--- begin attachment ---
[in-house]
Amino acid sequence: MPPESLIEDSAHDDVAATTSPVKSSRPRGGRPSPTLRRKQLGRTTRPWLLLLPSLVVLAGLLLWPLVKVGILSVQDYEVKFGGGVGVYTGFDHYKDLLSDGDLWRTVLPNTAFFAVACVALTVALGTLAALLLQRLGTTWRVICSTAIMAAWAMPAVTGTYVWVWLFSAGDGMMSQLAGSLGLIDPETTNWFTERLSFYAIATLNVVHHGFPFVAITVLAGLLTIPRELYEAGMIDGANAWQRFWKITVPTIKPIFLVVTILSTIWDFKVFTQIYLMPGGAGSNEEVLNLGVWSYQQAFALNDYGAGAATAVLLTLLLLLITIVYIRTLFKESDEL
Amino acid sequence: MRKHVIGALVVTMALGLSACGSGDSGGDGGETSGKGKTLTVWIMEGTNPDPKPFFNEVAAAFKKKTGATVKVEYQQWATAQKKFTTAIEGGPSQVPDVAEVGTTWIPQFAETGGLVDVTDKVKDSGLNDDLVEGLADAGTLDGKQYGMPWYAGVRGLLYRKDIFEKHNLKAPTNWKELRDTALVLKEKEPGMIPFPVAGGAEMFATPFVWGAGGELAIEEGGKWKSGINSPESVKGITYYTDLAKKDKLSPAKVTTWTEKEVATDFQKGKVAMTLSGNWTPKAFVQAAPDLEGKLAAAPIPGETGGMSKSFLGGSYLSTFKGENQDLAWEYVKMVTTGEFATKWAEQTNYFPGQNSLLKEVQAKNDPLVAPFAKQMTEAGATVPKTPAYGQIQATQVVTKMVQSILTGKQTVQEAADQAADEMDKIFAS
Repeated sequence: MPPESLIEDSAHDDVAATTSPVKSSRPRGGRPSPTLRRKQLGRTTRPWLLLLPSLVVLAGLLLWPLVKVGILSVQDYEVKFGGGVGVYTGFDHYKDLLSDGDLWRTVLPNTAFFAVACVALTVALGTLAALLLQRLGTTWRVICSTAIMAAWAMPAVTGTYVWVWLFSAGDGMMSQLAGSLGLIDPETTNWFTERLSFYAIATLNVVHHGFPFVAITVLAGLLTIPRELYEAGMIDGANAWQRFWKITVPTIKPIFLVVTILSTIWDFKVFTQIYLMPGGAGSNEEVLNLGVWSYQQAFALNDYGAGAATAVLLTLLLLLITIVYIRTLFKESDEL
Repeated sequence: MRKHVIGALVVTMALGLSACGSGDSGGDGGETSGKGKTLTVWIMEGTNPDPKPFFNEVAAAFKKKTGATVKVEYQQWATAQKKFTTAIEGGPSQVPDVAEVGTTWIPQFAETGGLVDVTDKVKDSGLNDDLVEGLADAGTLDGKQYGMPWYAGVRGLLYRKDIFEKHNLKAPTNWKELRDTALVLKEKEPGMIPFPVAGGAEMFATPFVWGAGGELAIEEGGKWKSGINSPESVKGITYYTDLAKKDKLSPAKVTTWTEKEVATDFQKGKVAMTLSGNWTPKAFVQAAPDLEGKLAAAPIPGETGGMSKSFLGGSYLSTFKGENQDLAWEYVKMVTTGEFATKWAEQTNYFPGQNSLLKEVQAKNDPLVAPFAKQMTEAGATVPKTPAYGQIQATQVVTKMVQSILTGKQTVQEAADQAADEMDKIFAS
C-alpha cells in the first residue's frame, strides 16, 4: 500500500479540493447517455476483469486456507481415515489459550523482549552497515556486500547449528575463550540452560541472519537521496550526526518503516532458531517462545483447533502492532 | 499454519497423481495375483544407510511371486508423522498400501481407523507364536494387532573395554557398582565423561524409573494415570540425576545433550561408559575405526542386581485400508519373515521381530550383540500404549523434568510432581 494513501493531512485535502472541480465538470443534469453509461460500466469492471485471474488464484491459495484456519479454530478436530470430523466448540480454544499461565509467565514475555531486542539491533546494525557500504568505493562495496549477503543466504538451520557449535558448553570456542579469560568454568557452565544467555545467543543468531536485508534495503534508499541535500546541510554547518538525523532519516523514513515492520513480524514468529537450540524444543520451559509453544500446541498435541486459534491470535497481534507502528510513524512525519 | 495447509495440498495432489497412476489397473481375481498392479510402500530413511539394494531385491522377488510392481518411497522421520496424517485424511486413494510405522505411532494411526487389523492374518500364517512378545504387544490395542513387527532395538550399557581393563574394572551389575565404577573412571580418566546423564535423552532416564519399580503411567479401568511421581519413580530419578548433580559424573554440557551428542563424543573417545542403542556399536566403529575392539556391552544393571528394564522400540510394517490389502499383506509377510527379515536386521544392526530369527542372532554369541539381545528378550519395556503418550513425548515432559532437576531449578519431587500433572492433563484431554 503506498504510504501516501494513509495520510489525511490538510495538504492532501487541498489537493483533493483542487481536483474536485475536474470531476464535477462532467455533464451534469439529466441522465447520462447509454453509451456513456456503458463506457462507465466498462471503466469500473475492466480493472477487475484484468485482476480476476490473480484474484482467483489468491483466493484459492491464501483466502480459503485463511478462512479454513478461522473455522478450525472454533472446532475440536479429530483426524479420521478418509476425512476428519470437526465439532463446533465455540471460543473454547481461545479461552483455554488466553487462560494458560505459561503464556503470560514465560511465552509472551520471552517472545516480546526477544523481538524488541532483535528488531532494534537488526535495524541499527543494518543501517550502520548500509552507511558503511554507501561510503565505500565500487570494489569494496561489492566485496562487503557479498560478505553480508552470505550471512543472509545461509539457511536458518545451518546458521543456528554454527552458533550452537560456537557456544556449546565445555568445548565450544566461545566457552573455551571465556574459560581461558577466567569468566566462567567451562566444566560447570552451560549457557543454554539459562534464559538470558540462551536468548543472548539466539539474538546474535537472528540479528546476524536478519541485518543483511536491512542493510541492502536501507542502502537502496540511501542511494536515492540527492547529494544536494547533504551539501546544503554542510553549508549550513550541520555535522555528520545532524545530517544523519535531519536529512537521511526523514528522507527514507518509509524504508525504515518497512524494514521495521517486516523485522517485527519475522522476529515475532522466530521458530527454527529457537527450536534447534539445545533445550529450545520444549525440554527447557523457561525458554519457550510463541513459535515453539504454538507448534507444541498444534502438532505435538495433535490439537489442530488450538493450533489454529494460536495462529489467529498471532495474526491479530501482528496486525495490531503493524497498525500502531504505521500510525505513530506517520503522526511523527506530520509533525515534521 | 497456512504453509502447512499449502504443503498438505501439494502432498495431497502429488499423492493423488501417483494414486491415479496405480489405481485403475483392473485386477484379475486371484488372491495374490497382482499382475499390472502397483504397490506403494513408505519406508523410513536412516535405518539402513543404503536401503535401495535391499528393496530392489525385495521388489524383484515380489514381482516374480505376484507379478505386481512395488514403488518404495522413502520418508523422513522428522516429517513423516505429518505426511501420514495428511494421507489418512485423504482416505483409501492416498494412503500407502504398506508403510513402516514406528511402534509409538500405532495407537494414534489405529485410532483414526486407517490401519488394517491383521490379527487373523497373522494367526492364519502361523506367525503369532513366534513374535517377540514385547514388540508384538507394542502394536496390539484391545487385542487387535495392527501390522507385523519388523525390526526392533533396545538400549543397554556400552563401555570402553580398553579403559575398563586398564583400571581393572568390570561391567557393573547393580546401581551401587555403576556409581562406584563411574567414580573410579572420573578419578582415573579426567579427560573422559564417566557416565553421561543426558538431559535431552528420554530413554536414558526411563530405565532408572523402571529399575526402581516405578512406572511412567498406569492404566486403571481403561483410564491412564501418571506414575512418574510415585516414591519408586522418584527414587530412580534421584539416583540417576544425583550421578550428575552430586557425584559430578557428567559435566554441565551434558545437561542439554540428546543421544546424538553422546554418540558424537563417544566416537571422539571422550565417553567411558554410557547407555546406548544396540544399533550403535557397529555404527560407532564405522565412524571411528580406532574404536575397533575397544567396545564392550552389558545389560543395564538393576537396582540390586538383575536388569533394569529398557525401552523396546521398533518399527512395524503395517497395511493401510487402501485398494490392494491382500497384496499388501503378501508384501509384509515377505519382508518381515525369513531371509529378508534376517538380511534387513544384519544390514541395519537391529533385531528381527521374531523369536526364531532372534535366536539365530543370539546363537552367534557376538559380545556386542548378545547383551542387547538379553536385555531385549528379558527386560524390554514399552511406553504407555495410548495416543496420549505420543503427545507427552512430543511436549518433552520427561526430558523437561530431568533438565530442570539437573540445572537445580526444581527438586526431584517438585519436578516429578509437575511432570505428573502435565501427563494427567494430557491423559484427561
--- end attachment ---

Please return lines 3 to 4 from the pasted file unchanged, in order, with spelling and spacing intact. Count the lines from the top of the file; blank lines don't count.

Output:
Amino acid sequence: MRKHVIGALVVTMALGLSACGSGDSGGDGGETSGKGKTLTVWIMEGTNPDPKPFFNEVAAAFKKKTGATVKVEYQQWATAQKKFTTAIEGGPSQVPDVAEVGTTWIPQFAETGGLVDVTDKVKDSGLNDDLVEGLADAGTLDGKQYGMPWYAGVRGLLYRKDIFEKHNLKAPTNWKELRDTALVLKEKEPGMIPFPVAGGAEMFATPFVWGAGGELAIEEGGKWKSGINSPESVKGITYYTDLAKKDKLSPAKVTTWTEKEVATDFQKGKVAMTLSGNWTPKAFVQAAPDLEGKLAAAPIPGETGGMSKSFLGGSYLSTFKGENQDLAWEYVKMVTTGEFATKWAEQTNYFPGQNSLLKEVQAKNDPLVAPFAKQMTEAGATVPKTPAYGQIQATQVVTKMVQSILTGKQTVQEAADQAADEMDKIFAS
Repeated sequence: MPPESLIEDSAHDDVAATTSPVKSSRPRGGRPSPTLRRKQLGRTTRPWLLLLPSLVVLAGLLLWPLVKVGILSVQDYEVKFGGGVGVYTGFDHYKDLLSDGDLWRTVLPNTAFFAVACVALTVALGTLAALLLQRLGTTWRVICSTAIMAAWAMPAVTGTYVWVWLFSAGDGMMSQLAGSLGLIDPETTNWFTERLSFYAIATLNVVHHGFPFVAITVLAGLLTIPRELYEAGMIDGANAWQRFWKITVPTIKPIFLVVTILSTIWDFKVFTQIYLMPGGAGSNEEVLNLGVWSYQQAFALNDYGAGAATAVLLTLLLLLITIVYIRTLFKESDEL